7. It is a wonderful thing when one realizes what one is good at and embraces it! You, my friend, are all of the above that you wrote about! A fabulous writer and a wonderful teacher—and I don’t think you need the degree to be a teacher at all. You have teachable moments all the time that you seize and take advantage of! I am so glad I found you and your blog (and Andy!!) . I look forward to your posts and your fabulous pictures of your sweet boys. 🙂

  8. That doesn’t come across as conceded at all, Ms. D… you are good at all those things! I guess I’m taking you for your word at the ‘eating ice cream’ part, but… I believe you!
    I think it would be a lot of fun to teach art… but being able to communicate verbally (and make some sense / without constantly stuttering and stammering) would probably be required. That would be a problem for me.
    🙂

    • If you’d like to challenge me to an ice cream duel, Robert – I’m up for the challenge. Really. Think about it. It would be yummy. 😀
      I think you could be an art teacher in spite of your talk of stammering and stuttering. The kids would be amazed by your talent, they wouldn’t really care what came out of your mouth. (smile)

  9. I can relate in a lot of ways. Although, I always wanted children. But as a teenager, never wanted to babysit and was never enamoured with little kids. I do have that teaching thing in me, too. I have never wanted to get teaching certification or to be in a formal classroom; but to teach people whatever, whenever, is one of my big things in life. And it’s funny, because one time when I was having a psychic reading, the woman asked me if I was a teacher or had been one. I answered no, but then again, I think I really am a teacher. She told me that I had had several lifetimes being teachers. Pretty cool!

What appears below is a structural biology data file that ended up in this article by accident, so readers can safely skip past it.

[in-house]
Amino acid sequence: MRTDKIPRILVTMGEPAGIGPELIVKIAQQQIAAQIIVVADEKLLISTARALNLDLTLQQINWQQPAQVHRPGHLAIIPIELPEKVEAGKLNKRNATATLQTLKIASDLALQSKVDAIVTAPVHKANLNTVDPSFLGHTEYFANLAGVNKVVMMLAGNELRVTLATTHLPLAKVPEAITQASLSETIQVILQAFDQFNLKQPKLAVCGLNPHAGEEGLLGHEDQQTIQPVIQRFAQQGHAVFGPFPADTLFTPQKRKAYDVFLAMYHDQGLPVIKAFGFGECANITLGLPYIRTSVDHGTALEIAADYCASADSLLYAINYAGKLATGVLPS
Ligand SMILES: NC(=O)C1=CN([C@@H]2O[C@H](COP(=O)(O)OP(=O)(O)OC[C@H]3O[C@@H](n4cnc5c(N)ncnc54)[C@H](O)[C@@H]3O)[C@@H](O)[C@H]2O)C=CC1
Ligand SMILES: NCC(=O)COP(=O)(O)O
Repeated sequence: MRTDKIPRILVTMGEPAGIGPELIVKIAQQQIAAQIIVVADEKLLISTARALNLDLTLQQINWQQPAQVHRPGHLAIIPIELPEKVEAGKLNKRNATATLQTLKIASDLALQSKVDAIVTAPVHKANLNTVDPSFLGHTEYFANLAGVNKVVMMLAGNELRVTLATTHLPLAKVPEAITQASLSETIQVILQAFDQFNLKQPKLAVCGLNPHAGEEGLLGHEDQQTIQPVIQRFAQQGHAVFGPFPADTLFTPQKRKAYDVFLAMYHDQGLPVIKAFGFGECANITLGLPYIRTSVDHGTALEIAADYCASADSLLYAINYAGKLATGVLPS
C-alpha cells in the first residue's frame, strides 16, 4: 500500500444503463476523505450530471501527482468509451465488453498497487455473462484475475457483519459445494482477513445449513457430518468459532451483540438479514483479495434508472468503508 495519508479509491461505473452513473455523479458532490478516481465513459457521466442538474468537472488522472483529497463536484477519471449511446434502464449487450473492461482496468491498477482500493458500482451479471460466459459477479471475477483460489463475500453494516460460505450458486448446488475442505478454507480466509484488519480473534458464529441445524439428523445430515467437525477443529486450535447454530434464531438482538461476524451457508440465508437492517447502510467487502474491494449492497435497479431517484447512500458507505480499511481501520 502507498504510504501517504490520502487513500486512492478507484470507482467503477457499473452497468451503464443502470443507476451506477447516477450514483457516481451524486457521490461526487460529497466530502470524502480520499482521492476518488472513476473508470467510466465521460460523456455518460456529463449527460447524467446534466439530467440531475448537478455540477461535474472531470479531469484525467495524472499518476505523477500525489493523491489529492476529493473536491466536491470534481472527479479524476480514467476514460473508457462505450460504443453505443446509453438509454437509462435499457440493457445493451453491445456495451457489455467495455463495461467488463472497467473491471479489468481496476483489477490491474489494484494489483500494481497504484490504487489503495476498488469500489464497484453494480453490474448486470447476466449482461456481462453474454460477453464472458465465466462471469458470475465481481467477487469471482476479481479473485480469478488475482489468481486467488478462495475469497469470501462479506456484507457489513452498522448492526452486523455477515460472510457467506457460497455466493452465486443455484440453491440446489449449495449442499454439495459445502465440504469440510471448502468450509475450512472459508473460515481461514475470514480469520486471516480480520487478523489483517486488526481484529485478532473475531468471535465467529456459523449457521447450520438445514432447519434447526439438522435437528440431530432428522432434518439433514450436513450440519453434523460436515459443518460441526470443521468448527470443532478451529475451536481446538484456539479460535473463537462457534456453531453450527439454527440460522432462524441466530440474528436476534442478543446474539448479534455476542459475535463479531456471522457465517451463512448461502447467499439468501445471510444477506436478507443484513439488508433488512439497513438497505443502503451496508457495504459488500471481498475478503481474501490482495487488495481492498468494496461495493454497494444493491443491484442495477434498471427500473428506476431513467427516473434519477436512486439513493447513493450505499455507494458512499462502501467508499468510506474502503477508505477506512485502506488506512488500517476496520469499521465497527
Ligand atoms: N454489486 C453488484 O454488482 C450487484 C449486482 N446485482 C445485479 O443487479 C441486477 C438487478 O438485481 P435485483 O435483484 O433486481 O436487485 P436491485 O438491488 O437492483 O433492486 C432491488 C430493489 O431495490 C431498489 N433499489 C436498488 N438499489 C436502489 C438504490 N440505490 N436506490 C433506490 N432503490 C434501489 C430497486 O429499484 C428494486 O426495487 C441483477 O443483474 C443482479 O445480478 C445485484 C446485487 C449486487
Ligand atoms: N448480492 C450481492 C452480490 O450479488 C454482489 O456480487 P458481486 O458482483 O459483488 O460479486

• Very interesting, Susan. I love the stories you share when you have your readings.
      I enjoyed babysitting when I was younger – but I think I enjoyed getting the money for the babysitting than the actual babysitting.

  10. Wonderful post. Personally, I treat children like oxygen. Wonderful in small doses, occasionally intoxicating, and at too high of a concentration are poisonous.

    I will say that I think it’s great to find a balance where you are not hovering around your kids’ every move. I recall when I was younger I would come home from school and usually have a snack with my mom (my snack was usually a tastykake, hers a cigarette), then I would go out and play with my friends until dinner time.

    • Hahahahahahahaha! My snack was usually a tastykake, hers a cigarette. Oh how that made me laugh hard. My Mom was a smoker, too. Thankfully she quit before she died. And, at the risk of sounding like a Monty Python movie….”She’s not dead yet.”
      Glad you liked the post, Steve. It was fun and easy. I like those kind of posts.

  11. I always light up when I hear someone has found their bliss. I think that each person has a special skill (a calling, if you want to use that word) and putting that skill to work is what helps make the world a better place. I hope you find that perfect opportunity to put your interest and talent to work.

    Now, if I could only find out what that is for me… 🙂